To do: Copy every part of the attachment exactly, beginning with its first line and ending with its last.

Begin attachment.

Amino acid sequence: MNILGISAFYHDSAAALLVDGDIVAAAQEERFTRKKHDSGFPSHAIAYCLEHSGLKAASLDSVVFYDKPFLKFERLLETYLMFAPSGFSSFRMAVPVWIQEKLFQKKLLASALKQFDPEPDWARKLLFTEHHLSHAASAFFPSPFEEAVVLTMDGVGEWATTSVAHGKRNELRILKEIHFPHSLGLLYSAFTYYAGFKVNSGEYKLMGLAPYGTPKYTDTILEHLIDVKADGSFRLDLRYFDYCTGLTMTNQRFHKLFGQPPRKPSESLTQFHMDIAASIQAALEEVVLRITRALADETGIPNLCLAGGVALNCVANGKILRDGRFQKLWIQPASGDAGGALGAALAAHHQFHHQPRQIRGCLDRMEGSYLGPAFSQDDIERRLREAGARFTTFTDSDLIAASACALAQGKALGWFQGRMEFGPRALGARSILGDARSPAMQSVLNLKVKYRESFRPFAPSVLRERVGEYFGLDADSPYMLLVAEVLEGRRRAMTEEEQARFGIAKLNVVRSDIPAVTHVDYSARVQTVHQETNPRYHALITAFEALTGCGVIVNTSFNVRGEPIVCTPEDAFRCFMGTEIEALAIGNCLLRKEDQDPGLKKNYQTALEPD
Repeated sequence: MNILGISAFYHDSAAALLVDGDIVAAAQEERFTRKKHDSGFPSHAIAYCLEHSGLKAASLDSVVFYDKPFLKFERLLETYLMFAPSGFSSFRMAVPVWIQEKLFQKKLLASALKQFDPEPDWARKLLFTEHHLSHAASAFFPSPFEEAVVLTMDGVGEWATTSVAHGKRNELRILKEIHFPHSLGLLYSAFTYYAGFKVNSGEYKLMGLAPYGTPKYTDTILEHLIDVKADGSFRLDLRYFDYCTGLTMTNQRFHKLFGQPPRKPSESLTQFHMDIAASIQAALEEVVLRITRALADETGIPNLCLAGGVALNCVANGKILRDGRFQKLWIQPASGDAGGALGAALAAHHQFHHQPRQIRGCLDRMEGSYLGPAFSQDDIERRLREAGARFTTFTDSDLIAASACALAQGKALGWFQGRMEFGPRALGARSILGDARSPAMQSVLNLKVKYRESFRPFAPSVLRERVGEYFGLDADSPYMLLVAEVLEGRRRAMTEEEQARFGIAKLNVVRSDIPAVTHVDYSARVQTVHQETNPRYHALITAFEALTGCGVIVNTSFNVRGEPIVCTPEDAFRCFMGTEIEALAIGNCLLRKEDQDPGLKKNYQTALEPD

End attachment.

Amino acid sequence: MNILGISAFYHDSAAALLVDGDIVAAAQEERFTRKKHDSGFPSHAIAYCLEHSGLKAASLDSVVFYDKPFLKFERLLETYLMFAPSGFSSFRMAVPVWIQEKLFQKKLLASALKQFDPEPDWARKLLFTEHHLSHAASAFFPSPFEEAVVLTMDGVGEWATTSVAHGKRNELRILKEIHFPHSLGLLYSAFTYYAGFKVNSGEYKLMGLAPYGTPKYTDTILEHLIDVKADGSFRLDLRYFDYCTGLTMTNQRFHKLFGQPPRKPSESLTQFHMDIAASIQAALEEVVLRITRALADETGIPNLCLAGGVALNCVANGKILRDGRFQKLWIQPASGDAGGALGAALAAHHQFHHQPRQIRGCLDRMEGSYLGPAFSQDDIERRLREAGARFTTFTDSDLIAASACALAQGKALGWFQGRMEFGPRALGARSILGDARSPAMQSVLNLKVKYRESFRPFAPSVLRERVGEYFGLDADSPYMLLVAEVLEGRRRAMTEEEQARFGIAKLNVVRSDIPAVTHVDYSARVQTVHQETNPRYHALITAFEALTGCGVIVNTSFNVRGEPIVCTPEDAFRCFMGTEIEALAIGNCLLRKEDQDPGLKKNYQTALEPD
Repeated sequence: MNILGISAFYHDSAAALLVDGDIVAAAQEERFTRKKHDSGFPSHAIAYCLEHSGLKAASLDSVVFYDKPFLKFERLLETYLMFAPSGFSSFRMAVPVWIQEKLFQKKLLASALKQFDPEPDWARKLLFTEHHLSHAASAFFPSPFEEAVVLTMDGVGEWATTSVAHGKRNELRILKEIHFPHSLGLLYSAFTYYAGFKVNSGEYKLMGLAPYGTPKYTDTILEHLIDVKADGSFRLDLRYFDYCTGLTMTNQRFHKLFGQPPRKPSESLTQFHMDIAASIQAALEEVVLRITRALADETGIPNLCLAGGVALNCVANGKILRDGRFQKLWIQPASGDAGGALGAALAAHHQFHHQPRQIRGCLDRMEGSYLGPAFSQDDIERRLREAGARFTTFTDSDLIAASACALAQGKALGWFQGRMEFGPRALGARSILGDARSPAMQSVLNLKVKYRESFRPFAPSVLRERVGEYFGLDADSPYMLLVAEVLEGRRRAMTEEEQARFGIAKLNVVRSDIPAVTHVDYSARVQTVHQETNPRYHALITAFEALTGCGVIVNTSFNVRGEPIVCTPEDAFRCFMGTEIEALAIGNCLLRKEDQDPGLKKNYQTALEPD